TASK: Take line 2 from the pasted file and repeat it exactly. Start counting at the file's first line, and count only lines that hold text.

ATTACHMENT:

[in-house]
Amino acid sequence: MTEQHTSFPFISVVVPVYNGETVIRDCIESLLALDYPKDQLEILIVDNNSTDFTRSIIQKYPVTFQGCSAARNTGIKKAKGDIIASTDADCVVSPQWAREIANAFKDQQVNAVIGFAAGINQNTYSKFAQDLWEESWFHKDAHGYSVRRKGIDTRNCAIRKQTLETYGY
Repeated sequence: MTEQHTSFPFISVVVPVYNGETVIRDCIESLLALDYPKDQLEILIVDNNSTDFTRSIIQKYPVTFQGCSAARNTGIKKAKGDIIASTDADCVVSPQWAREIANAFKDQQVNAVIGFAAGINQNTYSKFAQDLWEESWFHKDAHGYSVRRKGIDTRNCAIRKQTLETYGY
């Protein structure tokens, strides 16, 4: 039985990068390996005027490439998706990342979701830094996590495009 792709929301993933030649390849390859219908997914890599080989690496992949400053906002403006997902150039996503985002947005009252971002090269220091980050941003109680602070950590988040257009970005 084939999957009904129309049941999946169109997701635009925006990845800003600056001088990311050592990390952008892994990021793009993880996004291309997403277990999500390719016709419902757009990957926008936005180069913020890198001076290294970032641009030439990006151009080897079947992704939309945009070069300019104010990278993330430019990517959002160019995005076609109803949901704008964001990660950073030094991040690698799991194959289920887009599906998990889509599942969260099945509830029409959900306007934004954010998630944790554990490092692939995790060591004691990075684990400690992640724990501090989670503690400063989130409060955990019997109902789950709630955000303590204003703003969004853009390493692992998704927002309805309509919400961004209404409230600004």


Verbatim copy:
Amino acid sequence: MTEQHTSFPFISVVVPVYNGETVIRDCIESLLALDYPKDQLEILIVDNNSTDFTRSIIQKYPVTFQGCSAARNTGIKKAKGDIIASTDADCVVSPQWAREIANAFKDQQVNAVIGFAAGINQNTYSKFAQDLWEESWFHKDAHGYSVRRKGIDTRNCAIRKQTLETYGY